Alfred Marshall, FBA was one of the most influential economists of his time. His book, Principles of Economics, was the dominant economic textbook in England for many years, it brings the ideas of supply and demand, marginal utility, costs of production into a coherent whole. He is known as one of the founders of neoclassical economics. Although Marshall took economics to a more mathematically rigorous level, he did not want mathematics to overshadow economics and thus make economics irrelevant to the layman. Marshall was born in London, his father was devout Evangelical. Marshall grew up in Clapham and was educated at the Merchant Taylors' School and St John's College, where he demonstrated an aptitude in mathematics, achieving the rank of Second Wrangler in the 1865 Cambridge Mathematical Tripos. Marshall experienced a mental crisis that led him to switch to philosophy, he began with metaphysics "the philosophical foundation of knowledge in relation to theology.". Metaphysics led Marshall to ethics a Sidgwickian version of utilitarianism.
He saw that the duty of economics was to improve material conditions, but such improvement would occur, Marshall believed, only in connection with social and political forces. His interest in Georgism, socialism, trade unions, women's education and progress reflect the influence of his early social philosophy on his activities and writings. Marshall was elected in 1865 to a fellowship at St John's College at Cambridge, became lecturer in the moral sciences in 1868. In 1885 he became professor of political economy at Cambridge, where he remained until his retirement in 1908. Over the years he interacted with many British thinkers including Henry Sidgwick, W. K. Clifford, Benjamin Jowett, William Stanley Jevons, Francis Ysidro Edgeworth, John Neville Keynes and John Maynard Keynes. Marshall founded the "Cambridge School" which paid special attention to increasing returns, the theory of the firm, welfare economics. Marshall desired to improve the mathematical rigour of economics and transform it into a more scientific profession.
In the 1870s he wrote a small number of tracts on international trade and the problems of protectionism. In 1879, many of these works were compiled into a work entitled The Theory of Foreign Trade: The Pure Theory of Domestic Values. In the same year he published The Economics of Industry with his wife Mary Paley. Although Marshall took economics to a more mathematically rigorous level, he did not want mathematics to overshadow economics and thus make economics irrelevant to the layman. Accordingly, Marshall tailored the text of his books to laymen and put the mathematical content in the footnotes and appendices for the professionals. In a letter to A. L. Bowley, he laid out the following system: Use mathematics as shorthand language, rather than as an engine of inquiry. Keep to them till you have done. Translate into English. Illustrate by examples that are important in real life Burn the mathematics. If you can't succeed in 4, burn 3; this I do often." Marshall had been Mary Paley's professor of political economy at Cambridge and the two were married in 1877, forcing Marshall to leave his position as a Fellow of St John's College, Cambridge to comply with celibacy rules at the university.
He became the first principal at University College, the institution that became the University of Bristol, again lecturing on political economy and economics. He perfected his Economics of Industry while at Bristol, published it more in England as an economic curriculum. Marshall achieved a measure of fame from this work, upon the death of William Jevons in 1882, Marshall became the leading British economist of the scientific school of his time. Marshall returned to Cambridge, via a brief period at Balliol College, Oxford during 1883–4, to take the seat as Professor of Political Economy in 1884 on the death of Henry Fawcett. At Cambridge he endeavoured to create a new tripos for economics, a goal which he would only achieve in 1903; until that time, economics was taught under the Historical and Moral Sciences Triposes which failed to provide Marshall the kind of energetic and specialised students he desired. Marshall began his economic work, the Principles of Economics, in 1881, spent much of the next decade at work on the treatise.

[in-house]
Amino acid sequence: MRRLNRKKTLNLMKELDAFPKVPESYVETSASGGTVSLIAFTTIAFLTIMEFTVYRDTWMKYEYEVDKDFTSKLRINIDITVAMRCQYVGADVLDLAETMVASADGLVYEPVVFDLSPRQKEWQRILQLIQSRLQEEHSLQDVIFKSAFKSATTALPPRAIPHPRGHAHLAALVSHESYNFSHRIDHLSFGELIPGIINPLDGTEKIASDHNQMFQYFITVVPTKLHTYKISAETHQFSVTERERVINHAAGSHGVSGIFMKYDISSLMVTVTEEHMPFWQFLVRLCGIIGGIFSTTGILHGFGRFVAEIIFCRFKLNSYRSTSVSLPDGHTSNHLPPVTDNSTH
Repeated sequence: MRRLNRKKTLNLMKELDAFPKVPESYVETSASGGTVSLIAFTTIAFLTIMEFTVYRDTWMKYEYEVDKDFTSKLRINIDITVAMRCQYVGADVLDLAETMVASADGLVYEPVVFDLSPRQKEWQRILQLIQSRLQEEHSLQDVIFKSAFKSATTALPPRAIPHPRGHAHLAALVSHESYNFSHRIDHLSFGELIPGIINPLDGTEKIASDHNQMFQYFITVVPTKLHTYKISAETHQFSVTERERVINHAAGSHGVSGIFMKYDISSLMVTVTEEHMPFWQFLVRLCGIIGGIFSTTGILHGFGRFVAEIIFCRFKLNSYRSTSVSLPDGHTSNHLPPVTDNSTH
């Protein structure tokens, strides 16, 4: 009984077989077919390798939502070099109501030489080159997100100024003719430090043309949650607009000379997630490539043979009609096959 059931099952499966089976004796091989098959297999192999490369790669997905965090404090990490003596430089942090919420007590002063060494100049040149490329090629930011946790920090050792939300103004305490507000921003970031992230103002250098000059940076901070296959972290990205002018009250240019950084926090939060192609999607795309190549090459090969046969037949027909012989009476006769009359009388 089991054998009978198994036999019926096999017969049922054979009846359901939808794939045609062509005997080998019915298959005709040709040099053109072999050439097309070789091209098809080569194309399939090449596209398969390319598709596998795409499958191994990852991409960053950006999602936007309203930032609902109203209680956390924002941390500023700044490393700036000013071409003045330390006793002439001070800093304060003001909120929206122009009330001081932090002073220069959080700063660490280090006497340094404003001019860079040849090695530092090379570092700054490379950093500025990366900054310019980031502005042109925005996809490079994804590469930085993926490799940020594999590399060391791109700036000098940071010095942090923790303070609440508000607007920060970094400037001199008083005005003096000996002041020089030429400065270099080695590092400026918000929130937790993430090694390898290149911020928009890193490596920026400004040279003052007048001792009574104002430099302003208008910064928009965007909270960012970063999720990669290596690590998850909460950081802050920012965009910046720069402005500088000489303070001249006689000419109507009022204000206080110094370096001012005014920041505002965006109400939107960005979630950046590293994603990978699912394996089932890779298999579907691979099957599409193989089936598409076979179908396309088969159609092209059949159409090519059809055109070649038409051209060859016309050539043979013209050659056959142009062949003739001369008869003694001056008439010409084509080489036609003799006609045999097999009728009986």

His plan for the work extended to a two-volume compilation on the whole of economic thought. The first volume was published in 1890 to worldwide acclaim, establishing him as one of the leading economists of his time; the second volume, to address foreign trade, trade fluctuations and collectivism, was never published. Principles of Economics established his worldwide reputation, it appeared in 8 editions, growing to 870 pages. It decisively shaped the teaching of economics in English-speaking countries, its main technical contribution was a masterful analysis of the issues of elasticity, consumer surplus and diminishing returns and long terms, marginal utility. Many of the ideas were original with Marshall. In a broader sense Marshall hoped to reconcile the modern theories of value. John Stuart Mill had examined the relationship between the value of commodities and their production costs, on t
JSTOR is a digital library founded in 1995. Containing digitized back issues of academic journals, it now includes books and other primary sources, current issues of journals, it provides full-text searches of 2,000 journals. As of 2013, more than 8,000 institutions in more than 160 countries had access to JSTOR. JSTOR's revenue was $86 million in 2015. William G. Bowen, president of Princeton University from 1972 to 1988, founded JSTOR in 1995. JSTOR was conceived as a solution to one of the problems faced by libraries research and university libraries, due to the increasing number of academic journals in existence. Most libraries found it prohibitively expensive in terms of cost and space to maintain a comprehensive collection of journals. By digitizing many journal titles, JSTOR allowed libraries to outsource the storage of journals with the confidence that they would remain available long-term. Online access and full-text search ability improved access dramatically. Bowen considered using CD-ROMs for distribution.